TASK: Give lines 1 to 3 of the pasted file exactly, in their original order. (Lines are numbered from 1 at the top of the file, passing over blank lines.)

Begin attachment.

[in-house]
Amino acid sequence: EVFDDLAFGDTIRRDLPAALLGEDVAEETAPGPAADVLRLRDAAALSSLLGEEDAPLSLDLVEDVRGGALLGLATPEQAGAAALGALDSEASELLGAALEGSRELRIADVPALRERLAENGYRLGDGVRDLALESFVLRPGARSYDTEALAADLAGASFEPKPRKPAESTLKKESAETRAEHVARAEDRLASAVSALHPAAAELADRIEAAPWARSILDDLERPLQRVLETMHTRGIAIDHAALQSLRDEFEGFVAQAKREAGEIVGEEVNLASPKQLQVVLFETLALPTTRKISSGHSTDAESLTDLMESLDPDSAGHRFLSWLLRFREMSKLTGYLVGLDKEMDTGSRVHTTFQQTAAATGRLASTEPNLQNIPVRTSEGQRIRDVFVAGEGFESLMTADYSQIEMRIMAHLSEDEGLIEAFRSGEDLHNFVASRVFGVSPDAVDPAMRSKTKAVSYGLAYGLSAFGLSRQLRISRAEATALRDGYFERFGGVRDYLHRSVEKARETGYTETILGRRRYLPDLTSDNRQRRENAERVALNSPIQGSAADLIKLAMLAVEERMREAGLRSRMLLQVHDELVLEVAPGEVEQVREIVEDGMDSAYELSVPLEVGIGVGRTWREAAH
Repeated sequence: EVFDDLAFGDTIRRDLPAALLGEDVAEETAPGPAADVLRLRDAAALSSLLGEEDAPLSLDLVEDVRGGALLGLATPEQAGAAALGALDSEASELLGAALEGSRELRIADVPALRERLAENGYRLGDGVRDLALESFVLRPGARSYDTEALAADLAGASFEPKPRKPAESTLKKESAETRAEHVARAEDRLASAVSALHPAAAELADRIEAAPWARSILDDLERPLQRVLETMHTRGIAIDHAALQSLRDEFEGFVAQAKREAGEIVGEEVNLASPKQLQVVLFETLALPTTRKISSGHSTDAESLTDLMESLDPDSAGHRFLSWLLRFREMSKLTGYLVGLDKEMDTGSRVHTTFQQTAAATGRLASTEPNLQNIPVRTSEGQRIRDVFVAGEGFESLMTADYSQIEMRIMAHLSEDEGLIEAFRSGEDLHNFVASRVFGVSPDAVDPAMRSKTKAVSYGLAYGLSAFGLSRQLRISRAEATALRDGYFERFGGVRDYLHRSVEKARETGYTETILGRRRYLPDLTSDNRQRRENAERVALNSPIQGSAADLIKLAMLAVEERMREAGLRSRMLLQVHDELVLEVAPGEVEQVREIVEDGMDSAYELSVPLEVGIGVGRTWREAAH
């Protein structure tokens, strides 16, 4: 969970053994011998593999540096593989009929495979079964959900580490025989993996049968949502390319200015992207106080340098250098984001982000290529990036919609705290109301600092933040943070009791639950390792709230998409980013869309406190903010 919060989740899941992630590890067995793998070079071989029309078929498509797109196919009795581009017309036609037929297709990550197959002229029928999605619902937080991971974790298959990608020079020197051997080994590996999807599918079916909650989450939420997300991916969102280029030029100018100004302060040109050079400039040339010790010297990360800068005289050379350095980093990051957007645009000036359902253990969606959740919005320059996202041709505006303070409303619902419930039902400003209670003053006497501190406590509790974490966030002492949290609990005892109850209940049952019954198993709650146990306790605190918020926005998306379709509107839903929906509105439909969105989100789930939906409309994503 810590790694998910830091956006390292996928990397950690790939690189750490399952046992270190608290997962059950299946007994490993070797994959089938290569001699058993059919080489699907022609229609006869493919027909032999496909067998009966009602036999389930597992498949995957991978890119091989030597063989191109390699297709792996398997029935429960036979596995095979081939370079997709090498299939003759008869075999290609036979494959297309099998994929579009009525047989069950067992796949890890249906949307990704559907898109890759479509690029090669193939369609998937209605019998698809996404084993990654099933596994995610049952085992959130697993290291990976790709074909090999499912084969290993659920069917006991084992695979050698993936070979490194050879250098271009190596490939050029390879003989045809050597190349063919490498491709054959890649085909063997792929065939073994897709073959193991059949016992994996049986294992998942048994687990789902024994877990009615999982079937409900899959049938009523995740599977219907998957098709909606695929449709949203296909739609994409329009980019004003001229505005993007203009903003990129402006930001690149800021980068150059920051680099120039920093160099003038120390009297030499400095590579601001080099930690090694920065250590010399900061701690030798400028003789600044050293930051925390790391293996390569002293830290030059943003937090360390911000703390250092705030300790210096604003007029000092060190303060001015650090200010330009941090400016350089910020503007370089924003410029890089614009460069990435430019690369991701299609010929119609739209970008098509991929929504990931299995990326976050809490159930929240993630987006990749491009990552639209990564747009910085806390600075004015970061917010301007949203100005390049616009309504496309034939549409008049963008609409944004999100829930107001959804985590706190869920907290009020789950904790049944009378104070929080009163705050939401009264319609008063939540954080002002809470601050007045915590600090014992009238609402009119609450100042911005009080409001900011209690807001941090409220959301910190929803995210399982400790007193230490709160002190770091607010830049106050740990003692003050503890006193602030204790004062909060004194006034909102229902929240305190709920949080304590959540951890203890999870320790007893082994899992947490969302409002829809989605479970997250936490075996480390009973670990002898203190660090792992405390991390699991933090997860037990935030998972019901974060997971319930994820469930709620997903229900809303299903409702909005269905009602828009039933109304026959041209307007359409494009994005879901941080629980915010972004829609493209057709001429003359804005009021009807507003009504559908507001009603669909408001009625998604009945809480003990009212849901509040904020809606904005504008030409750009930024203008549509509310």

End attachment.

[in-house]
Amino acid sequence: EVFDDLAFGDTIRRDLPAALLGEDVAEETAPGPAADVLRLRDAAALSSLLGEEDAPLSLDLVEDVRGGALLGLATPEQAGAAALGALDSEASELLGAALEGSRELRIADVPALRERLAENGYRLGDGVRDLALESFVLRPGARSYDTEALAADLAGASFEPKPRKPAESTLKKESAETRAEHVARAEDRLASAVSALHPAAAELADRIEAAPWARSILDDLERPLQRVLETMHTRGIAIDHAALQSLRDEFEGFVAQAKREAGEIVGEEVNLASPKQLQVVLFETLALPTTRKISSGHSTDAESLTDLMESLDPDSAGHRFLSWLLRFREMSKLTGYLVGLDKEMDTGSRVHTTFQQTAAATGRLASTEPNLQNIPVRTSEGQRIRDVFVAGEGFESLMTADYSQIEMRIMAHLSEDEGLIEAFRSGEDLHNFVASRVFGVSPDAVDPAMRSKTKAVSYGLAYGLSAFGLSRQLRISRAEATALRDGYFERFGGVRDYLHRSVEKARETGYTETILGRRRYLPDLTSDNRQRRENAERVALNSPIQGSAADLIKLAMLAVEERMREAGLRSRMLLQVHDELVLEVAPGEVEQVREIVEDGMDSAYELSVPLEVGIGVGRTWREAAH
Repeated sequence: EVFDDLAFGDTIRRDLPAALLGEDVAEETAPGPAADVLRLRDAAALSSLLGEEDAPLSLDLVEDVRGGALLGLATPEQAGAAALGALDSEASELLGAALEGSRELRIADVPALRERLAENGYRLGDGVRDLALESFVLRPGARSYDTEALAADLAGASFEPKPRKPAESTLKKESAETRAEHVARAEDRLASAVSALHPAAAELADRIEAAPWARSILDDLERPLQRVLETMHTRGIAIDHAALQSLRDEFEGFVAQAKREAGEIVGEEVNLASPKQLQVVLFETLALPTTRKISSGHSTDAESLTDLMESLDPDSAGHRFLSWLLRFREMSKLTGYLVGLDKEMDTGSRVHTTFQQTAAATGRLASTEPNLQNIPVRTSEGQRIRDVFVAGEGFESLMTADYSQIEMRIMAHLSEDEGLIEAFRSGEDLHNFVASRVFGVSPDAVDPAMRSKTKAVSYGLAYGLSAFGLSRQLRISRAEATALRDGYFERFGGVRDYLHRSVEKARETGYTETILGRRRYLPDLTSDNRQRRENAERVALNSPIQGSAADLIKLAMLAVEERMREAGLRSRMLLQVHDELVLEVAPGEVEQVREIVEDGMDSAYELSVPLEVGIGVGRTWREAAH